I have been thinking about ¡Story! and how/what to write about it for months. Today my brain finally formulated concrete, latch-on-to-able state-able concepts that can represent both my beliefs about story and basic principles that I practice every day in my work as a filmmaker.
My first epiphany was about moments. Stories are a series of moments – defined 1., as “a very brief period of time,” and 2. as “importance.” In other words, the beginnings, middles and ends of stories, as well as the plot points and, of course, the details, are all moments. This epiphany was so unburdening and such an “Aha” or “Eureka” personal event. But my next epiphany was jarring and almost shocking: Is story about what I want to express to other people and engage them in, regardless of whether I believe they will be easily engaged and understand (without any difficulty) what it is that I’m showing on the screen?; or is it about expressing events (real or fictional) in my own voice (from my own point of view) in a manner in which both the subtext and my intention in telling the story is accessible to other people.
Obviously, there have been a lot of writers who told stories that they themselves wanted to tell regardless of whether those stories would be understood, would resonate with the writers’ contemporaries. On the other hand, there have been storytellers like one of my bipolar peers whose real name probably was not Jeff, who live as if the world was inside their heads; and who either aren’t concerned with being understood or who presume any stories that they tell will be understood by everyone because the world is inside their heads.
And then, on the other hand (or, probably, one of a number of other hands) there are storytellers who tell stories that everyone knows already – and that’s exactly what they want to hear; as well as storytellers who tell stories based on archetypes with which all of us are familiar, even if those stories arc or resolve in unexpected ways or have unpredictably disturbing endings.
I care how people feel. But I find it difficult to care what other people think. Opinion, even when formed on an emotional foundation, is not emotion. And there is a grayscale of skewing along which each of us forms opinions. The more limited our direct experience in – or even, interest in or engagement by – one or another sphere of human endeavor, the more skewed our opinion (and point of view) is likely to be.
As a storyteller I try to create archetypal characters with whom any other human can empathize. The environments I create for those characters, however, are skewed. I place archetypes alone in minimal landscapes with limited, stripped down references to society.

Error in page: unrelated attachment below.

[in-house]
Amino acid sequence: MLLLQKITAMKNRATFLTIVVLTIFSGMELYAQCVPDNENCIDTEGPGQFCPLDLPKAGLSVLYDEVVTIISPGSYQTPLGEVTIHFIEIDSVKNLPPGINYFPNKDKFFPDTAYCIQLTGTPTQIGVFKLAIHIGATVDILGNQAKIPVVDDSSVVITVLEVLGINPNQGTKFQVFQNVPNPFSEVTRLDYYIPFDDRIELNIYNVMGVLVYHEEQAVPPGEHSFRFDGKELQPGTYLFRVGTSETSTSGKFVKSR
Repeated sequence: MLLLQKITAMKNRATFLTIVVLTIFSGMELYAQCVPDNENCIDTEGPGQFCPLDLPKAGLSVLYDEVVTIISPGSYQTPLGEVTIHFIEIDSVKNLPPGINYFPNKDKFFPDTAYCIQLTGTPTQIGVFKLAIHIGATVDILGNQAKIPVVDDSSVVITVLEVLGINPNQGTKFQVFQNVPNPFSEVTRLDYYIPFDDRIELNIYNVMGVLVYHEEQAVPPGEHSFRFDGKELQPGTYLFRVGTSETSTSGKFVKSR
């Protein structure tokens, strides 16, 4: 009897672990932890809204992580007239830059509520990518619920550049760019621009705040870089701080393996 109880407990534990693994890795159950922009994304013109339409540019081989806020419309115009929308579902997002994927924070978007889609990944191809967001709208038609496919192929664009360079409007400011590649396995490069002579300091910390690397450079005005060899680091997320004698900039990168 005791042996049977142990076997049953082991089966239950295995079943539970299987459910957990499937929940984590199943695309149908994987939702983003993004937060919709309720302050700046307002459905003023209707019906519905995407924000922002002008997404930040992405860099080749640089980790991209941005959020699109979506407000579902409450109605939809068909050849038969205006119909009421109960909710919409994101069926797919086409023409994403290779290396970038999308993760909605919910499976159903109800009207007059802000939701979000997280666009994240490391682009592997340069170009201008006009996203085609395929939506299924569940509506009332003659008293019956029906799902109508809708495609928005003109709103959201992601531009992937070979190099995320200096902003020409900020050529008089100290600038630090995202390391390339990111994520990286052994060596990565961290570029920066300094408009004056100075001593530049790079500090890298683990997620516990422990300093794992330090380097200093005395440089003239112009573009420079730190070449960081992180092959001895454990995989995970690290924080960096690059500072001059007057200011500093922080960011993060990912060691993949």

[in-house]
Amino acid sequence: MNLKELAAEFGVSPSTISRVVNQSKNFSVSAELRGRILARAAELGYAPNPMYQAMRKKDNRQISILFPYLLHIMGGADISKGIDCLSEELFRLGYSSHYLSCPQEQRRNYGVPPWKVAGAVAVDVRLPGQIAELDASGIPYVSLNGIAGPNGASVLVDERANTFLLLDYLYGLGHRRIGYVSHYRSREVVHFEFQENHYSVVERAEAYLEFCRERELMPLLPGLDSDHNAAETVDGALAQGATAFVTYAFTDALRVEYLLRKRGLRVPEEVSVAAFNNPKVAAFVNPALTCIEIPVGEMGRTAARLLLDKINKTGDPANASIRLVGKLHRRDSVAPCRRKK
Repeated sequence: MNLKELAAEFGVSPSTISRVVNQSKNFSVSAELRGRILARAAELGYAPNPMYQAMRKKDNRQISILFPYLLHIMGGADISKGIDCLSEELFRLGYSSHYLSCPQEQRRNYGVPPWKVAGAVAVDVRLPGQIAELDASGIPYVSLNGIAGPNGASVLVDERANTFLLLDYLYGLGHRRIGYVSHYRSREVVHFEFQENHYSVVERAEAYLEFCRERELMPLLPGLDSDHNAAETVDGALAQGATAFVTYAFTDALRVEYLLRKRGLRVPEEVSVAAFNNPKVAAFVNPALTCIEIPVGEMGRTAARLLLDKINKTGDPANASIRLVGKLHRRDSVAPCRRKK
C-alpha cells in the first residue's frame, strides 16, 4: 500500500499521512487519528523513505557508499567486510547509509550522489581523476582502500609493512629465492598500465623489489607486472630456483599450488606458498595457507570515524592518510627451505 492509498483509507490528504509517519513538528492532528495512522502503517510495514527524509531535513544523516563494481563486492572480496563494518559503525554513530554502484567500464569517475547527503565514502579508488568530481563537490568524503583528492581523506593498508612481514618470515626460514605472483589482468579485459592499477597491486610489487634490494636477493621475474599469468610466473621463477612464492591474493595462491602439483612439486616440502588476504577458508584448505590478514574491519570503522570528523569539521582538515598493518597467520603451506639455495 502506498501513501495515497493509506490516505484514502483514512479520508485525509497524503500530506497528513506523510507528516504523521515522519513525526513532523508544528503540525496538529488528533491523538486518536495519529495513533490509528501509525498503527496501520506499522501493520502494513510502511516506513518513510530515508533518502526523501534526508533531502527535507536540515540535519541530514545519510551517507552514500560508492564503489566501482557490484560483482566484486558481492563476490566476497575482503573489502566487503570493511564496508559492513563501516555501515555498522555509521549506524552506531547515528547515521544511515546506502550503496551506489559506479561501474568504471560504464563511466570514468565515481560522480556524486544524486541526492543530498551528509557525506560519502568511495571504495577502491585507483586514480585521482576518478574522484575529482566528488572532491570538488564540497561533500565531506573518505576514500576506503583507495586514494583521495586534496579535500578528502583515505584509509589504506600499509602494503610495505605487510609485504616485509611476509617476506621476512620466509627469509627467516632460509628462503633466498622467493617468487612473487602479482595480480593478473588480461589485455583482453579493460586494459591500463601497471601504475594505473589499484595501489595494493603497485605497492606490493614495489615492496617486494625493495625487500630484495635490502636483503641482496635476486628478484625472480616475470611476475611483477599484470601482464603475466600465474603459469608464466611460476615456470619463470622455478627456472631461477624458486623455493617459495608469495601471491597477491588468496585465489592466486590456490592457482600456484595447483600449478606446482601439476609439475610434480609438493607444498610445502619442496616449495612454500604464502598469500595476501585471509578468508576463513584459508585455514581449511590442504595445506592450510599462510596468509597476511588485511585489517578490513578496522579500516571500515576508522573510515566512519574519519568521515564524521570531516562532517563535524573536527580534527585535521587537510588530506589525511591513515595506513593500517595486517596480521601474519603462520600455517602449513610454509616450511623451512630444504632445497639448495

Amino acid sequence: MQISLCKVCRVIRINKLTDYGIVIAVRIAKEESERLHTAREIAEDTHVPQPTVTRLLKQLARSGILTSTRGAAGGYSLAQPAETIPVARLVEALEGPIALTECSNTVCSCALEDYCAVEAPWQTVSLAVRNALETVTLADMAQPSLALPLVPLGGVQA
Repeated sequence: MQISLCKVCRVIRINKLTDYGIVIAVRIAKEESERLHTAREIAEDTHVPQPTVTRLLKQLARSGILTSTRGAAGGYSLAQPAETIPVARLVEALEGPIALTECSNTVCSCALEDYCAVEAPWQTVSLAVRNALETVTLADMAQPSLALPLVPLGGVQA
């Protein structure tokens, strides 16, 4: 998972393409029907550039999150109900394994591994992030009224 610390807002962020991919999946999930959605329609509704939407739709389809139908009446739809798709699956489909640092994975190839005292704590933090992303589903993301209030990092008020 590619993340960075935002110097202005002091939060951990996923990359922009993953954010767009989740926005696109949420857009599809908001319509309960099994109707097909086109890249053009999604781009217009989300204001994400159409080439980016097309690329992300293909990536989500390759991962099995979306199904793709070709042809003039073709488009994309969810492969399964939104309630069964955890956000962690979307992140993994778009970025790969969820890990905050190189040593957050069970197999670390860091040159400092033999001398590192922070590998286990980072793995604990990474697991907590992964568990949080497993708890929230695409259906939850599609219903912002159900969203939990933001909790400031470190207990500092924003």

As a storyteller, I am interested in the individual’s experience of his/her own existence regardless of society.
I have had the very interesting experience in the past four or five days of “watching” my brain lay down pathways for a new project to happen. I cannot help but believe that composing inside one’s mind, forming images, feeling a character’s responses to its environment/discovering her emotions, planning actions and events that take place in an imaginary world of one’s own making, that all of that is a physical process that happens in the brain and that changes the brain. And that this process creates a “location” for story that becomes more and more real as the pathways are traveled and the story is told.
The world of a story has its own neurochemical physicality.
As a young person, whenever I was involved in theater as an actor I became restless and claustrophobic. I might have lost my path in theater, in fact, if not for random individuals who cajoled, enticed, dragged, pushed me back into theater off and on for 20 years until one Sunday night, I saw a performance poet on TV and knew that I wanted to be able to perform solo, put a whole world into my body and recreate that world on stage so audience could be my captives and see things the way I saw them.
But that’s not the way it works if you don’t want to totally suck as a solo performer.
I found that out immediately upon performing a piece that I’d written (after many rewrites, Finding the Golden Thread) onstage by myself the first time. I felt more like the servant than the master. I knew right away that not only is the audience not there for you, the audience creates as much energy in the room, fills the air with as much subtext as you (hopefully) do. In other words, the audience/solo performer relationship is a mutual exchange. As a performer, you owe your audience.
That is one of the most important things I know.
Last week one of my videos was used in a mashup that I was not consulted about by the person who made the mashup. I was upset about not being consulted. And, well, I’m not shy about expressing my opinions.
I write and make art about things that people used to get burned at the stake as witches over. I have performed hourlong, autobiographical solo shows about mental illness. More than once after my show I stood at the theater door, for 2 hours, twice as long as the show was, while, one by one, people from the audience queued up to speak to me privately about things people like themselves or a loved one (and I) are supposed to feel stigmatized and ashamed about.
That secrecy still makes me sad, which is why I blog as a mentally ill peer and make most of my social media posts public. I have nothing to hide and people who are interested in what I’m saying shouldn’t feel obligated to be open about and or “friend” me.
Theater is collaborative. I am grateful for my 20 years in it. But I am a solo artist now with probably not much more than 20 years left. I intend to spend my last years doing my own thing my own way, answering to noone. That’s the way it is.